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Virginia: Tax Free Corsets and Clerical Vestments


 Exempt from sales tax during Virginia's August sales tax holiday.

The Virginia August Sales Tax Holiday is for school supplies and clothing. Since it takes place the first weekend of August, when many other states offer back-to-school sales tax holidays, and since it exempts school supplies, it is easily mistaken for a back-to-school sales tax holiday.

But it’s more than that. The Virginia Department of Taxation refers to it as a “School Supplies and Clothing Holiday.”

That’s a relief.

It’s a relief because the list of exempt clothing includes the following items:

  • Beach capes and coats;
  • Choir and alter clothing;
  • Clerical vestments;
  • Corsets and corset laces;
  • Formal wear (sold, not rented);
  • Fur coats and stoles;
  • Garters and garter belts;
  • Girdles;
  • Lingerie; and
  • Steel-toed shoes.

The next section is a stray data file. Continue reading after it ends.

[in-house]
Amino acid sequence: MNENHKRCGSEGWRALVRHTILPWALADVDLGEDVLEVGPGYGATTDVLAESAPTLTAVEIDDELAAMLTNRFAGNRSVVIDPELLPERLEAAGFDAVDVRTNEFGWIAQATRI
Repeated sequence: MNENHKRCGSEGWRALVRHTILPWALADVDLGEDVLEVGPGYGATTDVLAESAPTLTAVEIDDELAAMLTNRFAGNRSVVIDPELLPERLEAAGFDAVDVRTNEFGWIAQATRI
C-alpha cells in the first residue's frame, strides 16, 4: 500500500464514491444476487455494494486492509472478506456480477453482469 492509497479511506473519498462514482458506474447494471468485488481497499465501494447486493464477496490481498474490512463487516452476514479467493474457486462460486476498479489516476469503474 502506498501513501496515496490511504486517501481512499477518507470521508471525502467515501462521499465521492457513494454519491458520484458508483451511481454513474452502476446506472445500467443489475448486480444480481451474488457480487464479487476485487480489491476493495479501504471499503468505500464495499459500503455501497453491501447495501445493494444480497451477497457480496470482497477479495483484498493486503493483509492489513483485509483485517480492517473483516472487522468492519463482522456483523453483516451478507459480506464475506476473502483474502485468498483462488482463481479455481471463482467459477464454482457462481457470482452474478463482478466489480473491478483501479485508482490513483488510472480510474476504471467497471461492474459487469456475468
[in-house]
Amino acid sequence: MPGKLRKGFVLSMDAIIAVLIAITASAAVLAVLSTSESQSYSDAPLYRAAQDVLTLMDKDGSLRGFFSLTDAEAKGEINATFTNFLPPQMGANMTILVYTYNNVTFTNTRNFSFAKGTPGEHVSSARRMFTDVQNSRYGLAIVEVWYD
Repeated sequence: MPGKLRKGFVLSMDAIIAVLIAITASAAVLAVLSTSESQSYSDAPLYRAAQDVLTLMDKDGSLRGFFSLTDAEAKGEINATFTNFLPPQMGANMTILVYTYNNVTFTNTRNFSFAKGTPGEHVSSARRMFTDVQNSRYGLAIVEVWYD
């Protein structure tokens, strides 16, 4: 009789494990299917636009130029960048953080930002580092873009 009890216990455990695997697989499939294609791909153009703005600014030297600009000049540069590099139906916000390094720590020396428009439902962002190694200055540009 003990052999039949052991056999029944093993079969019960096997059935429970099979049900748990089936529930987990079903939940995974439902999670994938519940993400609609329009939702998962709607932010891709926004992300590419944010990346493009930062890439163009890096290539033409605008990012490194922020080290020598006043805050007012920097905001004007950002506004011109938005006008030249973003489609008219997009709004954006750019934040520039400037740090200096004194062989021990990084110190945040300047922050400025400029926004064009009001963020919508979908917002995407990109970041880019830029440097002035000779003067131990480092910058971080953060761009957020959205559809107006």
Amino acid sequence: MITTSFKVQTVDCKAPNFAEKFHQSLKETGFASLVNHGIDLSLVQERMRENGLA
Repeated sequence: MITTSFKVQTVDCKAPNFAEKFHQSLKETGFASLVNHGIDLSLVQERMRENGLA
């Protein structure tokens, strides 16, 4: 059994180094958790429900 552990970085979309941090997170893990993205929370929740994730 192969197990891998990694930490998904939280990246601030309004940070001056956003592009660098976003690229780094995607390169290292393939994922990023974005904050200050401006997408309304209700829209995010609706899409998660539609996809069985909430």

If it were only a back-to-school sales tax holiday, those of us who live in other states would find ourselves wondering just what schools in Virginia are like. Images of lady’s finishing schools come to mind (girdles, garters, furs and formal wear), along with private Catholic schools (clerical vestments, choir and alter clothing).

While we can imagine a school use for beach capes and coats (annual outings to the beach?), lingerie flummoxes and the steel-toed shoes make us cringe.

Tax free weekends are praised by some and decried by others. Economists note that tax free periods deprive states of needed sales tax revenue: in Virginia, the August sales tax holiday costs the state approximately $4 million. Yet in theory, they “boost the economy” and help lower income people purchase essential items, such as school supplies and clothes for their children.

In Virginia, the August tax free period is also a good time to stock up on corsets and mink stoles.

How does your business cope with sales tax holidays?

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photo credit: Andy Houghton via photopin cc


Gail Cole
Avalara Author
Gail Cole
Gail Cole
Avalara Author Gail Cole
Gail began researching and writing about sales tax in 2012 and has been fascinated with it ever since. She has a penchant for uncovering unusual tax facts, and endeavors to make complex sales tax laws more digestible for both experts and laypeople.